Mobile team for the social service of psychosocial support
The social service of psychosocial support is provided at the Daycare Center “Friends”, in Wenzelova 2, Rijeka.
The mobile team provides, from 2020 onwards, the psychosocial support for beneficiaries/members of the DIP and the Association of persons with intellectual difficulties, Srce.
The service provider, DIP, meets the criteria for the provision of social services – psychosocial support from 2022 onwards, for adults with disabilities:
- adults with mental impairment
- adults with mild or moderate intellectual impairment
- adults with severe or deep intellectual impairment
- adults with intellectual and mental impairment and
- adults with autism spectrum disorders (ASD), in accordance with the Social Welfare Act (“Official Gazette” no. 18/22 and 46/22 and the Ordinance on minimum conditions for the provision of social services (“Official Gazette” no. 40/14, 66/ 15, 56/20, 28/21 and 144/21.
The mobile team consists of:
Bernard Šešo, mag. of psychology, [email protected]
Karmen Vučetić, mag. of psychology, [email protected]
Head of the counseling center for providing psychosocial support at the Daycare Center “Friends”: Marta Berčić, professor of sociology, [email protected]
Professional workers and associates: rehabilitator, social worker, kinesiologist, music and art therapist.
DIP support phone: MON 11 a.m. – 1 p.m. / TUE 4 p.m. – 6 p.m. / Karmen 095 577 2747 / Bernard 091 752 3998
Types of service / activities within the framework of the service we provide:
Individual psychosocial support in the family: daily skills exercises, psychological support, social work, social rehabilitation.
Individual psychosocial support in DIP and in Srce: daily skills exercises, psychological support, social work, social rehabilitation.
Group psychosocial support in DIP and Srce: daily skills exercises, kinesitherapy and sports-recreational activities (Nordic walking, basketball, swimming, hiking, stretching exercises, etc.), music therapy and musical activities (rhythmic, etc.), art therapy and artistic activities (various techniques), psychological support, social work, social rehabilitation.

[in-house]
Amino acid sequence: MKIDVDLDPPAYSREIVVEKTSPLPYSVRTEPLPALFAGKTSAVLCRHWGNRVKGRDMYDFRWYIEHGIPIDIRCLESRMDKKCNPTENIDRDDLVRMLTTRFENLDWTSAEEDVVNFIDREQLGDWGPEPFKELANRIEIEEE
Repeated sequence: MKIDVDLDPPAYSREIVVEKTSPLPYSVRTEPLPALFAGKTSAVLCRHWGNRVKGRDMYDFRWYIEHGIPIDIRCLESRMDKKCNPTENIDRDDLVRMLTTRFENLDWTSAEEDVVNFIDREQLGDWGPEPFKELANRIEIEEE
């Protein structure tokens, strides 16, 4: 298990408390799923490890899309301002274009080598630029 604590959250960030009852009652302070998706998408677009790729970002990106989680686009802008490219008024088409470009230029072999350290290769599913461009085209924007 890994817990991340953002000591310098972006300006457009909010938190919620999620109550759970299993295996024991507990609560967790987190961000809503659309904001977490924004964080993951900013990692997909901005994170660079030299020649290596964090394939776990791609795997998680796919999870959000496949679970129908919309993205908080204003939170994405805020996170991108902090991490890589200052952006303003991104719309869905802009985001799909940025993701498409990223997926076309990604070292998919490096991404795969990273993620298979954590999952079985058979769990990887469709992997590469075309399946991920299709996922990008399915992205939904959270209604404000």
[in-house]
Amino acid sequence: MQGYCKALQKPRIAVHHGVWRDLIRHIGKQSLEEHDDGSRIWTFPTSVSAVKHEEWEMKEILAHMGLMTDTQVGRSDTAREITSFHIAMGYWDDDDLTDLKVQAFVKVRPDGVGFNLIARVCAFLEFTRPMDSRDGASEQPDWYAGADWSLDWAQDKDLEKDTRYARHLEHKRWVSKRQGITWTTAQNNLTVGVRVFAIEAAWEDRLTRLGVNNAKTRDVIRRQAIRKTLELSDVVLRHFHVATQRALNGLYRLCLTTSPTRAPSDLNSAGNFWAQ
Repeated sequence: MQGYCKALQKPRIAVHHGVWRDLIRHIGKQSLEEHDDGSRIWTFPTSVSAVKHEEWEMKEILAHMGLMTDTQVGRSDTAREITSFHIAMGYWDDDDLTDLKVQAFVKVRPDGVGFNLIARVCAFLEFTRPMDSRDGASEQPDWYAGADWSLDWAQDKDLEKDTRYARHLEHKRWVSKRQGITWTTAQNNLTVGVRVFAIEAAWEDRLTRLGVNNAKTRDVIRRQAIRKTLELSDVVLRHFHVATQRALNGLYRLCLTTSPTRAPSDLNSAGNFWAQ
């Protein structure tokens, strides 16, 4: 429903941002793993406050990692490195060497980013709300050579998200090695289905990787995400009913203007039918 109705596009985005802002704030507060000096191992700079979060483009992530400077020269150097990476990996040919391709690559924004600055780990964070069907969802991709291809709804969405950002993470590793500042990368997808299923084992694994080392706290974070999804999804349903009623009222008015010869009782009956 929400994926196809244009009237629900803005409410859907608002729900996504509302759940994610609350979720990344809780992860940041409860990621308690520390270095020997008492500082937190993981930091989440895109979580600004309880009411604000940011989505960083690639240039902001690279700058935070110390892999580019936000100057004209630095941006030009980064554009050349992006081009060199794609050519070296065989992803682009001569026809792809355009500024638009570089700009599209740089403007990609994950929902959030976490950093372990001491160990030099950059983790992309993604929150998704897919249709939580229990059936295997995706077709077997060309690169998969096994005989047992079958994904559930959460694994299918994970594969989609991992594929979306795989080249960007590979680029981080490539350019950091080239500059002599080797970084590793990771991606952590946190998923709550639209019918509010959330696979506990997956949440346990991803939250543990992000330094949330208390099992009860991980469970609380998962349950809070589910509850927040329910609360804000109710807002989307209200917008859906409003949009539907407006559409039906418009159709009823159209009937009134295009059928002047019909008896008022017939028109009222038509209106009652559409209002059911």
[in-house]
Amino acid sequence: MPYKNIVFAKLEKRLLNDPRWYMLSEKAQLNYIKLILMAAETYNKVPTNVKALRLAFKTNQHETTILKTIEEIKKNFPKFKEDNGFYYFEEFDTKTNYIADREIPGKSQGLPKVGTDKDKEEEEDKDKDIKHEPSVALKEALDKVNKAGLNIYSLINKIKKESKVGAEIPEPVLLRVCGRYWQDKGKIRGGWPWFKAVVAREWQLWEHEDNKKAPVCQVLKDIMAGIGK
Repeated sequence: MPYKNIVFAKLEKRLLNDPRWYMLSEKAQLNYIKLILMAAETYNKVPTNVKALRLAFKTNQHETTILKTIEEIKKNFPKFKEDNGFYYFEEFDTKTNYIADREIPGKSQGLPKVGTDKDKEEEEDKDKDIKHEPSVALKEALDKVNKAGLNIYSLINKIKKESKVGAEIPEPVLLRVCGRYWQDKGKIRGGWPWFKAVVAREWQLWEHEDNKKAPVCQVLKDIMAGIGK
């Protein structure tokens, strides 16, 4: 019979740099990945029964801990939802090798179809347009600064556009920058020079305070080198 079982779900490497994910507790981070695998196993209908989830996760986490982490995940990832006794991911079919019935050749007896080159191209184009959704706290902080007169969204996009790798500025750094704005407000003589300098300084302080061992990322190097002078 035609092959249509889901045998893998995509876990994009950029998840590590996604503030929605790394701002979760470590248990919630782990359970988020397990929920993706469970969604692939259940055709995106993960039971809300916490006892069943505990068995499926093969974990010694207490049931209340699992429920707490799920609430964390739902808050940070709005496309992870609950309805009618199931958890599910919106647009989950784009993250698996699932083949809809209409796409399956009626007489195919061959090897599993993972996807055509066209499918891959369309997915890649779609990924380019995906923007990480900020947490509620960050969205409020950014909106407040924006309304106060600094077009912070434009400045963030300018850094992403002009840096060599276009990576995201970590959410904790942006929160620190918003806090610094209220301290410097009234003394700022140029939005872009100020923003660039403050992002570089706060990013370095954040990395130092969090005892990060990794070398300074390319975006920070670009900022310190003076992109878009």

From the Social Welfare Act:
(1) The service of psychosocial support to an individual is approved in order to overcome difficulties and empower the individual in connection with difficulties in development, disability, old age, crisis situations, violence in the family, inclusion in the everyday life of the community, overcoming traumatic treatment experiences, problems in behavior and in other unfavorable circumstances.
(2) The psychosocial support service is approved to an individual based on an assessment of risks, strengths and needs in accordance with the individual change plan.
(3) Psychosocial support for a child with developmental difficulties and a person with a disability is approved based on the professional assessment of the service provider on the type, duration and frequency of the service, based on which an individual change plan is drawn up.
(4) Psychosocial support is provided in the beneficiary’s family or foster family for up to five hours a week, and for other service providers up to six hours a week, and a maximum of three hours a day, of which a maximum of four hours individually, and the rest in a group.
(1) Psychosocial support for families is approved for the purpose of overcoming family difficulties, acquiring parenting skills and empowering the family to function in everyday life.
(2) The psychosocial support service is approved for the family when problems and difficulties can only be solved by making changes in the family itself, when the family needs professional help and support in raising and caring for children, in order to acquire knowledge and skills needed for more successful parenting or everyday care and support, or when working with family members is aimed at improving relationships.
(3) The psychosocial support service is approved for the family based on the assessment of risks, strengths and needs, in accordance with the individual change plan.
(4) Psychosocial support is provided in the family for up to five hours a week, exceptionally for service providers up to six hours a week, and a maximum of two hours a day.